The Pancreas

The Pancreas

The pancreas is about 18-25 cm long and is located behind the stomach sitting close to the small intestine. Said to be about the size and shape of a flattened banana it is connected to the small intestine via a tube called the pancreatic duct.

The pancreas has a dual role. Ninety percent of it is devoted to its function as a digestive aid and the other ten percent maintains blood sugar and salt levels in the body.

As a digestive organ the pancreas secretes fluids which are passed down the pancreatic duct into the part of the small intestine where it joins the bottom of the stomach. These pancreatic fluids contain some enzymes which neutralize the stomach acids and others which will specifically act on carbohydrates, proteins or fats and break them down into more easily absorbable particles. Once these nutrients are able to be absorbed they are transported through the intestinal wall into the blood stream and sent around the body as fuel sources and construction materials.

Although only ten percent of the pancreas is devoted to its other functions they are very important to our health. Any problem in the production or regulation of insulin, glucagon somatostatin, or gastrin will manifest itself as problems with blood sugar and fluid / salt imbalances.
Insulin plays the important role of maintaining a normal range of glucose or sugar within the blood. When there is a high level of glucose in the blood insulin is produced and it forces many cells of the body to absorb and use the glucose thereby decreasing the blood sugar levels. When the pancreas is unable to produce insulin, diabetes manifests and when the pancreas makes too much insulin, hypoglycemia results.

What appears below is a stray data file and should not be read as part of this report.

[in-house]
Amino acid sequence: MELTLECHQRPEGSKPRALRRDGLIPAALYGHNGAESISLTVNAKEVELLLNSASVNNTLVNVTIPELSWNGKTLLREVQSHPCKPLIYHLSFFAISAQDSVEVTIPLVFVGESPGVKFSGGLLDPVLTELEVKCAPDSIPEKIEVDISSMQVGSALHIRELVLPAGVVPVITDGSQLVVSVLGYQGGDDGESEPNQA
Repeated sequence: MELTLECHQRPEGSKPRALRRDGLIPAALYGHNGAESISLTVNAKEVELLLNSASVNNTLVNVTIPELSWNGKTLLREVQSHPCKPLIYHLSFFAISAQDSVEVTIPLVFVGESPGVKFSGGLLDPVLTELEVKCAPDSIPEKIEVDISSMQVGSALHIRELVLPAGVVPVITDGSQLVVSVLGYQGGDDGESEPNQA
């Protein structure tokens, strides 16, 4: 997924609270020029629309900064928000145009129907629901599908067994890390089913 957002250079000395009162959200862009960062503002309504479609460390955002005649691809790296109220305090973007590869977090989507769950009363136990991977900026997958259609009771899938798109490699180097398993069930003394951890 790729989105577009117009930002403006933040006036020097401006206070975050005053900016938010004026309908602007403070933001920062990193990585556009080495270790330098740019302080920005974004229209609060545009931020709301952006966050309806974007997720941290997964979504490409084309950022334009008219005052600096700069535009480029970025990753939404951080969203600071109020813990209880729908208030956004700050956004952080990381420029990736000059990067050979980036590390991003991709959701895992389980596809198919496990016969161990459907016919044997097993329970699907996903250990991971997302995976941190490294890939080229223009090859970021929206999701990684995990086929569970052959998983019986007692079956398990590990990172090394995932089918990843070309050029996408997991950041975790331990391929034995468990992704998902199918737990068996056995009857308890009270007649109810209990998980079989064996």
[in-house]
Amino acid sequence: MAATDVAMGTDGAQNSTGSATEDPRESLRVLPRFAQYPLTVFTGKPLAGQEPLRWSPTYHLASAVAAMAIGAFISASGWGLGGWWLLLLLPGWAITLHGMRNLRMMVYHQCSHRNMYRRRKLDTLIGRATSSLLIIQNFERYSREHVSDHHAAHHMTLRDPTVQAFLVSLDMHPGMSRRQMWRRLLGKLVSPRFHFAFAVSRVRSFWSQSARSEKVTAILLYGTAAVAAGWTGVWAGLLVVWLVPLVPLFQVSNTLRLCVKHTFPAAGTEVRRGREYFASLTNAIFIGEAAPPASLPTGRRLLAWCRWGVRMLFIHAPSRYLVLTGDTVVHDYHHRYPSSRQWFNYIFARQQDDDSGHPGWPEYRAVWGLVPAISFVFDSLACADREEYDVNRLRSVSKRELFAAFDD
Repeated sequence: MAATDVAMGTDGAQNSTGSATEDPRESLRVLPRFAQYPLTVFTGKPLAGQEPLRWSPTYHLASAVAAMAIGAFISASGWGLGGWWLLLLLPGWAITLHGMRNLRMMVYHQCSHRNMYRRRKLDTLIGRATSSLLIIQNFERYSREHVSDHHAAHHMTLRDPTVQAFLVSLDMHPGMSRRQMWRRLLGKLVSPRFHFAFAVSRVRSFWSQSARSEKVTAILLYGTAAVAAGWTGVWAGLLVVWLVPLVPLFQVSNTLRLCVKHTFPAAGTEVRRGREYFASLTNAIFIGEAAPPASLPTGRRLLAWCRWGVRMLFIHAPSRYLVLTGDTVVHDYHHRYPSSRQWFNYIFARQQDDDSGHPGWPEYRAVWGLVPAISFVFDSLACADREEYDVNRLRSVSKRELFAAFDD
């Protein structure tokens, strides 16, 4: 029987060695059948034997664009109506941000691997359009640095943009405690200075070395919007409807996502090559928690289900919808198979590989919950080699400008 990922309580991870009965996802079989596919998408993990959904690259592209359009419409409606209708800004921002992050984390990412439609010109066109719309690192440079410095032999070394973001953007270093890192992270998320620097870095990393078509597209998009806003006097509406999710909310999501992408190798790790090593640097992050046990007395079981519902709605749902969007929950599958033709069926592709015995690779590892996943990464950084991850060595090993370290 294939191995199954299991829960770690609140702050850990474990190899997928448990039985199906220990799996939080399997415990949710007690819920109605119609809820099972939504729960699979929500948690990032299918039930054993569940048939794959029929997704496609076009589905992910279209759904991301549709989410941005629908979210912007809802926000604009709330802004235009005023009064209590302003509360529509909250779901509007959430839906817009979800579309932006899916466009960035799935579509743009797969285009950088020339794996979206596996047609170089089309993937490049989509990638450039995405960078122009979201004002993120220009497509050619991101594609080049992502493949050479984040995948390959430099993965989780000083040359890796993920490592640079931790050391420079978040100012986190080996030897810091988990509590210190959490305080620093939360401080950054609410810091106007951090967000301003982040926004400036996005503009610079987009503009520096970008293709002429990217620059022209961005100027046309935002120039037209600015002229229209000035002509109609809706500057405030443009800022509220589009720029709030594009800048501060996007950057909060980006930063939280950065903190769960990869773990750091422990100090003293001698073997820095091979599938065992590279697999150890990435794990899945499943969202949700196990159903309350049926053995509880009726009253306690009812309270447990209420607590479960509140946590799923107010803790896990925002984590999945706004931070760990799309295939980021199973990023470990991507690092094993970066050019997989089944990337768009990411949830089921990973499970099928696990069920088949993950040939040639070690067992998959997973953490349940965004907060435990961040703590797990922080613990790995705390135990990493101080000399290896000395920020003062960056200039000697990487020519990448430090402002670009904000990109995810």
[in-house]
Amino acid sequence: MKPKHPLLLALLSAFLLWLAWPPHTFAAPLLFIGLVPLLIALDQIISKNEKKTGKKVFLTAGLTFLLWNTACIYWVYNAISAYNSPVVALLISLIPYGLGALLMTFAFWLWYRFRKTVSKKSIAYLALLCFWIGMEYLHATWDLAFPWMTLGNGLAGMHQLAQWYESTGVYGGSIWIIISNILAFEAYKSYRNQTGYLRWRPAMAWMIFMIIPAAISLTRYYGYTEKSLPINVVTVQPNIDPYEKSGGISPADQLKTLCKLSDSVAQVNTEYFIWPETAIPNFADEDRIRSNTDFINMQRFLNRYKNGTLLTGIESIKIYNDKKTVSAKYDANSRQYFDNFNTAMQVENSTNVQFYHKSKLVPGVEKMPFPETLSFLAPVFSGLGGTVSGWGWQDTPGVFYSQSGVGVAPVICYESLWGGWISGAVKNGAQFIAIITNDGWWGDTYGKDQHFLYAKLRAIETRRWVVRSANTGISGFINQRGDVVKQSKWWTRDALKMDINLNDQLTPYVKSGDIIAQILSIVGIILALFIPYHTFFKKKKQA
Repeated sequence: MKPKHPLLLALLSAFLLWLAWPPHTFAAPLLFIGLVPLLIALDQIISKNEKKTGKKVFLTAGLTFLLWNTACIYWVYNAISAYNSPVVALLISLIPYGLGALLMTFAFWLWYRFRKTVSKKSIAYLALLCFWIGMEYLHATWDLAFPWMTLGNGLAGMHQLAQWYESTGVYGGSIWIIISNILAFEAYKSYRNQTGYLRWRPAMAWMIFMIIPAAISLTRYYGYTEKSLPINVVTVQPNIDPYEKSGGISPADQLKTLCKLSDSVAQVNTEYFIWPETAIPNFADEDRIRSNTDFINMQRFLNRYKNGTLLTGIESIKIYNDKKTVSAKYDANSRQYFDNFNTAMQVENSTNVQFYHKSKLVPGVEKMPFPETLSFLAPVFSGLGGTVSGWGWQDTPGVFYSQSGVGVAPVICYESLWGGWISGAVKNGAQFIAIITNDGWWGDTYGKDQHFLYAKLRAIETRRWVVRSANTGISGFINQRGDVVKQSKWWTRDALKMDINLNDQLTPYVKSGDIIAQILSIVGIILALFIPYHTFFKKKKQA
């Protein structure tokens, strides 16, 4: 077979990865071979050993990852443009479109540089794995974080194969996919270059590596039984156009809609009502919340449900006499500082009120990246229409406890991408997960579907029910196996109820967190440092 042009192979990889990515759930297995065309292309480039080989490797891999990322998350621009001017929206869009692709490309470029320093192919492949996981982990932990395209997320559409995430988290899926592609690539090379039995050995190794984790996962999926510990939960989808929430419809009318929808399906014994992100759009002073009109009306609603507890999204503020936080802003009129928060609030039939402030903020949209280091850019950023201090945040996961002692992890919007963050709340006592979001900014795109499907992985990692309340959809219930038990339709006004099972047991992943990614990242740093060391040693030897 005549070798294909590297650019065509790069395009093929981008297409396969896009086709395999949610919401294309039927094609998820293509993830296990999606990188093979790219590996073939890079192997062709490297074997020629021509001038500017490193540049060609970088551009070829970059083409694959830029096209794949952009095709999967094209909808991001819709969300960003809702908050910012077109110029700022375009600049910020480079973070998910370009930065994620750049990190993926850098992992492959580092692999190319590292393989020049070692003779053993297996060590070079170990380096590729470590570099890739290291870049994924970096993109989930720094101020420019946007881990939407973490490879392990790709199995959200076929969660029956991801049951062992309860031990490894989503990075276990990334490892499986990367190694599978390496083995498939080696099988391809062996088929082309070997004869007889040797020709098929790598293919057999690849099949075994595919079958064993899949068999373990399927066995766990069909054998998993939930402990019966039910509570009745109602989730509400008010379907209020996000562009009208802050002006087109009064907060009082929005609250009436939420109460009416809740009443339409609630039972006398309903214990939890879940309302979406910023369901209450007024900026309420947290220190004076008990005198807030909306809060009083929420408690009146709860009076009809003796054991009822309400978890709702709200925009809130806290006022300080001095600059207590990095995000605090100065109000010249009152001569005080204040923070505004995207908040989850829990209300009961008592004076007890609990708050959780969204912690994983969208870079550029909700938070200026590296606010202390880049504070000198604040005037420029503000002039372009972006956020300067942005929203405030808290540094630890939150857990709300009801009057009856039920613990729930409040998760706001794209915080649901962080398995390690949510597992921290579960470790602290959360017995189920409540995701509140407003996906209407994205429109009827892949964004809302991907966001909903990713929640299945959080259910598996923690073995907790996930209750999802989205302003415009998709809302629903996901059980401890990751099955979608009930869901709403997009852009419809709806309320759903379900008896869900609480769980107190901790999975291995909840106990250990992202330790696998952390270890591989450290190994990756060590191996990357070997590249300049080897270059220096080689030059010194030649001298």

Glucagon acts in the opposite way to insulin. When the blood sugar levels are low it forces many cells of the body to release or produce glucose and thus increase the blood sugar levels. If the pancreas malfunctions and produces too much glucagon, hyperglycemia results.

Other secretions of the pancreas help to slow down the hormonal actions in the body, encourage the stomach to produce acids and to regulate salt and fluid absorption from the intestines.

Yoga for the Pancreas

Studies have shown that a well balanced yoga practice lowers excess blood sugar levels in people suffering from diabetes. In general however it will have a great toning and revitalizing effect on all the organs of the body including the pancreas. Back bends will stretch it, forward bends squeeze it and twists will wring it out. The relaxation, breathing and meditation practices will relax and oxygenate the pancreas and all the surrounding tissues allowing it a free-flowing nutritious blood supply. One yoga practice specific to the pancreas is Uddiyana Bandha or the Stomach Lock Pose. This pose puts pressure into the pancreatic area squeezing it tightly. When the lock is released fresh blood supply floods in.

Yoga works to keep the body healthy by allowing the nutrients to have free access to the organs and allowing wastes to be successfully carried away but we must bear in mind that other areas of our lifestyle like diet, relaxation and even our outlook on life must be healthy as well.

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